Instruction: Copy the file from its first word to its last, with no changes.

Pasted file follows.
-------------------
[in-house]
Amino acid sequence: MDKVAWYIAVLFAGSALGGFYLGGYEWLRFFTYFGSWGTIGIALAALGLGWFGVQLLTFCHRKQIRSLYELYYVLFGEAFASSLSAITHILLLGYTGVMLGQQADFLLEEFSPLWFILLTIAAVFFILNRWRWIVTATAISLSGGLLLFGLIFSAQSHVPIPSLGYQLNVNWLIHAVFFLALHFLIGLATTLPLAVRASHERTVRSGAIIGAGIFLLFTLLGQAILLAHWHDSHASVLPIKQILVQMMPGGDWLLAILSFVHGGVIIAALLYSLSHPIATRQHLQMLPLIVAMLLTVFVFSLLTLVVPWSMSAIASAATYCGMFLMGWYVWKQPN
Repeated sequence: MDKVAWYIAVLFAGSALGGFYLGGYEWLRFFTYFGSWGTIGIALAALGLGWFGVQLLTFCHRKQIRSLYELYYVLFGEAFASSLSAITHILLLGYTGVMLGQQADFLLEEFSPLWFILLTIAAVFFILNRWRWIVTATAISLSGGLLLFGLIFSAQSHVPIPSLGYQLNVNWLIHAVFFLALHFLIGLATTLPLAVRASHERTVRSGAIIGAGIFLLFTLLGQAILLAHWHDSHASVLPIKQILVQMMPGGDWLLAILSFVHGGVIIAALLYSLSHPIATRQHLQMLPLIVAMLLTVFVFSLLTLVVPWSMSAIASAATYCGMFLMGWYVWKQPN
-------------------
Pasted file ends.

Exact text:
[in-house]
Amino acid sequence: MDKVAWYIAVLFAGSALGGFYLGGYEWLRFFTYFGSWGTIGIALAALGLGWFGVQLLTFCHRKQIRSLYELYYVLFGEAFASSLSAITHILLLGYTGVMLGQQADFLLEEFSPLWFILLTIAAVFFILNRWRWIVTATAISLSGGLLLFGLIFSAQSHVPIPSLGYQLNVNWLIHAVFFLALHFLIGLATTLPLAVRASHERTVRSGAIIGAGIFLLFTLLGQAILLAHWHDSHASVLPIKQILVQMMPGGDWLLAILSFVHGGVIIAALLYSLSHPIATRQHLQMLPLIVAMLLTVFVFSLLTLVVPWSMSAIASAATYCGMFLMGWYVWKQPN
Repeated sequence: MDKVAWYIAVLFAGSALGGFYLGGYEWLRFFTYFGSWGTIGIALAALGLGWFGVQLLTFCHRKQIRSLYELYYVLFGEAFASSLSAITHILLLGYTGVMLGQQADFLLEEFSPLWFILLTIAAVFFILNRWRWIVTATAISLSGGLLLFGLIFSAQSHVPIPSLGYQLNVNWLIHAVFFLALHFLIGLATTLPLAVRASHERTVRSGAIIGAGIFLLFTLLGQAILLAHWHDSHASVLPIKQILVQMMPGGDWLLAILSFVHGGVIIAALLYSLSHPIATRQHLQMLPLIVAMLLTVFVFSLLTLVVPWSMSAIASAATYCGMFLMGWYVWKQPN